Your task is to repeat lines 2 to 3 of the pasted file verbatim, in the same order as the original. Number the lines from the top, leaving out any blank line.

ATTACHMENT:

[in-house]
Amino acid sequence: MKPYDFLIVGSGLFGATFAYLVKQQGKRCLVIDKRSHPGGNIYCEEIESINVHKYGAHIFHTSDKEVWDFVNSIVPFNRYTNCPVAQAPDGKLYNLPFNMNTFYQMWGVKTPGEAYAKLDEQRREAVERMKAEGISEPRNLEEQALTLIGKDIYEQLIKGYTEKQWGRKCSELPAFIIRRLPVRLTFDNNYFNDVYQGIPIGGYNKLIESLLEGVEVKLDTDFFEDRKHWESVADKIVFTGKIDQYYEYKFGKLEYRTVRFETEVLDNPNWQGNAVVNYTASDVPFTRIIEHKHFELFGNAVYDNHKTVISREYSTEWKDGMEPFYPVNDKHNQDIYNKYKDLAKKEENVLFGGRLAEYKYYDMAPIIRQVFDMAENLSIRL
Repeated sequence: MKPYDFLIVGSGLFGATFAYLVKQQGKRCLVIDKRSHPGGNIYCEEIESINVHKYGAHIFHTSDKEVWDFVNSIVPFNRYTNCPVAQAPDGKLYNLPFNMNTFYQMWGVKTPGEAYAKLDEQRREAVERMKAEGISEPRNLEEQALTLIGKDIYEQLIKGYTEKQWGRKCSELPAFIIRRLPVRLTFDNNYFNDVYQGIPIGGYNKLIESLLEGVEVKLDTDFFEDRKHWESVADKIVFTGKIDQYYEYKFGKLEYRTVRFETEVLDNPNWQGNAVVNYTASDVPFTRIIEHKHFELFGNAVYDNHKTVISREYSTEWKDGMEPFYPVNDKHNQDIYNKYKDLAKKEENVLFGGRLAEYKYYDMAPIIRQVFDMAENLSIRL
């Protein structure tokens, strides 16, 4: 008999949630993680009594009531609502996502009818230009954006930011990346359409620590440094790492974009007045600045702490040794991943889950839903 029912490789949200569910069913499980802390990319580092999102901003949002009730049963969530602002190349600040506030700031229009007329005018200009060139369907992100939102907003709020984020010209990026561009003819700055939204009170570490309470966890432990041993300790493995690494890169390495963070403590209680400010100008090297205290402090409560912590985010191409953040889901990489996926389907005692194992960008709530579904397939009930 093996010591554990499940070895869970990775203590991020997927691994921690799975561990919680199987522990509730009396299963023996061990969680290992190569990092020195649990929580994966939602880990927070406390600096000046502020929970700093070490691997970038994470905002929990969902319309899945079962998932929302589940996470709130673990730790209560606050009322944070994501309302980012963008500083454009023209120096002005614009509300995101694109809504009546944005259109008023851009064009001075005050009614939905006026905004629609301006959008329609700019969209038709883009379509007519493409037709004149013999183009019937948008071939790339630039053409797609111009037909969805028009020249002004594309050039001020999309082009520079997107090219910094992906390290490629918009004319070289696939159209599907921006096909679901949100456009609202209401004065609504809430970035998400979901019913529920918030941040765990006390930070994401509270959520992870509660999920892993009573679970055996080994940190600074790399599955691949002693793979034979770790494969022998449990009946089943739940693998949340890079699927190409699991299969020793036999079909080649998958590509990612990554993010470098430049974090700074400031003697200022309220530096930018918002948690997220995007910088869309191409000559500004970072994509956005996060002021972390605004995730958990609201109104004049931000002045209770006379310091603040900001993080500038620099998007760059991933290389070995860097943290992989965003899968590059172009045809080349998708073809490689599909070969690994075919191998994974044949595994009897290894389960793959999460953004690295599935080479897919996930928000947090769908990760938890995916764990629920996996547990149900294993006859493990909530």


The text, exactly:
Amino acid sequence: MKPYDFLIVGSGLFGATFAYLVKQQGKRCLVIDKRSHPGGNIYCEEIESINVHKYGAHIFHTSDKEVWDFVNSIVPFNRYTNCPVAQAPDGKLYNLPFNMNTFYQMWGVKTPGEAYAKLDEQRREAVERMKAEGISEPRNLEEQALTLIGKDIYEQLIKGYTEKQWGRKCSELPAFIIRRLPVRLTFDNNYFNDVYQGIPIGGYNKLIESLLEGVEVKLDTDFFEDRKHWESVADKIVFTGKIDQYYEYKFGKLEYRTVRFETEVLDNPNWQGNAVVNYTASDVPFTRIIEHKHFELFGNAVYDNHKTVISREYSTEWKDGMEPFYPVNDKHNQDIYNKYKDLAKKEENVLFGGRLAEYKYYDMAPIIRQVFDMAENLSIRL
Repeated sequence: MKPYDFLIVGSGLFGATFAYLVKQQGKRCLVIDKRSHPGGNIYCEEIESINVHKYGAHIFHTSDKEVWDFVNSIVPFNRYTNCPVAQAPDGKLYNLPFNMNTFYQMWGVKTPGEAYAKLDEQRREAVERMKAEGISEPRNLEEQALTLIGKDIYEQLIKGYTEKQWGRKCSELPAFIIRRLPVRLTFDNNYFNDVYQGIPIGGYNKLIESLLEGVEVKLDTDFFEDRKHWESVADKIVFTGKIDQYYEYKFGKLEYRTVRFETEVLDNPNWQGNAVVNYTASDVPFTRIIEHKHFELFGNAVYDNHKTVISREYSTEWKDGMEPFYPVNDKHNQDIYNKYKDLAKKEENVLFGGRLAEYKYYDMAPIIRQVFDMAENLSIRL